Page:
The Nobel committee announced its decision in October, when Obama had barely carried out nine months in office, recognising his aspirations to reshape the way the US deals with the world more than his actual achievements.
Obama has been seen as a controversial nominee for the award because of the United States' engagement in wars in Iraq and Afghanistan.
Todd Kent, a US government professor at the Texas A&M University in Qatar, told Al Jazeera that Obama had not expected to receive the award.
"He didn't expect it, he didn't ask for it, so I think it was difficult for him and I think they spent a lot of time trying to downplay the whole award."
Kent added Obama was likely to speak about the situation in Afghanistan upon receiving the prize.
"I expect he will talk about what peace means to the world and the aspirations of the world and maybe what's happening in Afghanistan can lead to that.
"It brings up the interesting question of if he was to do nothing in Afghanistan would that give us a better long-term prospect for peace?
"Or does this [situation] in Afghanistan give us better hope for the future? I think he's going to have to address some of those things."
After less than a year in power, and with public opinions polls showing his popularity fading at home, Obama faces a sensitive task during a day of solemn ceremonies in Oslo.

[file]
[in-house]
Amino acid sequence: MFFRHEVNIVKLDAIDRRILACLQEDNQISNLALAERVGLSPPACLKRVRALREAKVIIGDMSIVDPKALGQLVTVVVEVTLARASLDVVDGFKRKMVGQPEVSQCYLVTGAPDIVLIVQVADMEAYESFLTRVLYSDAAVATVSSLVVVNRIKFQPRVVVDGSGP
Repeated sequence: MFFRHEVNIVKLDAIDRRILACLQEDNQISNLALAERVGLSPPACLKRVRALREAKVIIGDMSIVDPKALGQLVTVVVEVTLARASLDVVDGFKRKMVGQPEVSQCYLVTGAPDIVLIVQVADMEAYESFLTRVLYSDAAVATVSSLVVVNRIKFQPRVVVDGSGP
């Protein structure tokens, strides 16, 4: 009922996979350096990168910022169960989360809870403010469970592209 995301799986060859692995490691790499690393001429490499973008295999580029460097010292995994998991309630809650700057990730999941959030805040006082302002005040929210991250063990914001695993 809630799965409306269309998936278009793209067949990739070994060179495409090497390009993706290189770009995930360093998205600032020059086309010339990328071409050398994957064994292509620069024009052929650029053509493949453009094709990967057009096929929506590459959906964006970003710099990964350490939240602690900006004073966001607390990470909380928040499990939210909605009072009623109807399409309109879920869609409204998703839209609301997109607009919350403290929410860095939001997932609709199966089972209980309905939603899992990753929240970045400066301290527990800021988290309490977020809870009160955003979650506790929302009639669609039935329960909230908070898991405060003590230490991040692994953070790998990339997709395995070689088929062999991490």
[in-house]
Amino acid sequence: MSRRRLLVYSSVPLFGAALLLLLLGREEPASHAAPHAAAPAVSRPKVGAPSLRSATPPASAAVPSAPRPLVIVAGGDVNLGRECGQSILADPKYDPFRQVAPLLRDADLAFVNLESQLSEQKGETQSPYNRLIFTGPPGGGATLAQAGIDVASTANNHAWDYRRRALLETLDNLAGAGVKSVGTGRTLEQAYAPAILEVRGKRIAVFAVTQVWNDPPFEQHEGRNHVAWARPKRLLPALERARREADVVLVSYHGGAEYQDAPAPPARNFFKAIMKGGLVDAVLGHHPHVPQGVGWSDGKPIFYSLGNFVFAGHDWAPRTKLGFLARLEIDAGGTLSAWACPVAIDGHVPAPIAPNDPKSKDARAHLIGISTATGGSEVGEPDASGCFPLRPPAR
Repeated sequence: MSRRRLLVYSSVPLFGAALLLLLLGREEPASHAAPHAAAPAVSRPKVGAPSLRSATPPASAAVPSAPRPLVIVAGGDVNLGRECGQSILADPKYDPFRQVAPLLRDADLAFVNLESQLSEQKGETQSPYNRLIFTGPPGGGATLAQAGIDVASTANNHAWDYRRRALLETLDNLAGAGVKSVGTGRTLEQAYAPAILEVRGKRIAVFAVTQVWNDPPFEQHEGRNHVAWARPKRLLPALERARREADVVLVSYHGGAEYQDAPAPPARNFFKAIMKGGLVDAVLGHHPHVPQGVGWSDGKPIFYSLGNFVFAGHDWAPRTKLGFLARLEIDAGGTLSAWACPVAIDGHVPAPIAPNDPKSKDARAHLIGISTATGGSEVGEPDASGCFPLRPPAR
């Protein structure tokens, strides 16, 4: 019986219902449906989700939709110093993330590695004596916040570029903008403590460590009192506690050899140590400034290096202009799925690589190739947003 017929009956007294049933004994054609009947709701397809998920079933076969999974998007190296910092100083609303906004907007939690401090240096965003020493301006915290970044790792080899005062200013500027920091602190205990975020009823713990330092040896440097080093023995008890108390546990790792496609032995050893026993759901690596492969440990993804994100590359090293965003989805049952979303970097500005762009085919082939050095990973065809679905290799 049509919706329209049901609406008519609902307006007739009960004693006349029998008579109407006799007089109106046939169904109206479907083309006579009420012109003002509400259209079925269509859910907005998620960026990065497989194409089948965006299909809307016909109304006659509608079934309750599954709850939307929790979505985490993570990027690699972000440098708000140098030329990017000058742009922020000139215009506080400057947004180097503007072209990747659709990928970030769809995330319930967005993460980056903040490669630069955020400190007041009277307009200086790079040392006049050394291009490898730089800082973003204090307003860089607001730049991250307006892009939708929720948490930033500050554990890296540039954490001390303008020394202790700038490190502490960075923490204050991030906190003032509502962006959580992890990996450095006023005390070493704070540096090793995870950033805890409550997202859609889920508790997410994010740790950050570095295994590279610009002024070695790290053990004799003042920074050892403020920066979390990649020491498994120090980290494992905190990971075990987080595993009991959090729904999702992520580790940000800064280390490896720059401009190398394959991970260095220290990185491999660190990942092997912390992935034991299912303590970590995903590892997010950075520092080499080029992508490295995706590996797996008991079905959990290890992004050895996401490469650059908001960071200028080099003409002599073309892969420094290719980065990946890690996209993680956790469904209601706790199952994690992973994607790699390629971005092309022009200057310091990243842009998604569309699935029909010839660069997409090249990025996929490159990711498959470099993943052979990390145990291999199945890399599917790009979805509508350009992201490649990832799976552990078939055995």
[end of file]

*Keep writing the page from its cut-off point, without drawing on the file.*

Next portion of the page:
Jon Favreau, a senior speechwriter for Obama, said the president would speak about the odd coincidence of accepting the revered prize a week after ordering the troop increase in Afghanistan.
"The president is receiving a peace prize as the commander-in-chief of a nation that is in two wars," Favreau said.
Many critics have suggested that Obama has not had a long enough or successful enough period in office to stand with other Nobel peace laureates, but aides say the president will seek to deflect attention from himself during his acceptance speech.
"He sees this as less of a recognition of his own accomplishments and more of an affirmation of a desire for American leadership in the 21st century," Favreau said.
Geir Lundestad, the secretary of the Norwegian Nobel Committee, told public radio NRK this week that most US presidents face conflicts and wars - but the new mood in US foreign policy justified awarding Obama the peace prize.
Obama will be in Oslo for just over 24 hours to pick up the award, and will join a list of laureates that include Nelson Mandela, Mother Teresa and Aung San Suu Kyi.
Events related to the formal Nobel Peace Prize ceremony normally run over three days, but the president has shortened his visit and excluded the traditional lunch with the king and a Friday night concert in his honour.
Obama will watch the traditional torchlight procession on Thursday evening from the balcony of the Grand Hotel, where bullet-proof glass has been installed.
Other Nobel laureates in the fields of medicine, physics, chemistry, economics and literature will receive their awards at a gala ceremony in Stockholm, the Swedish capital, on Thursday.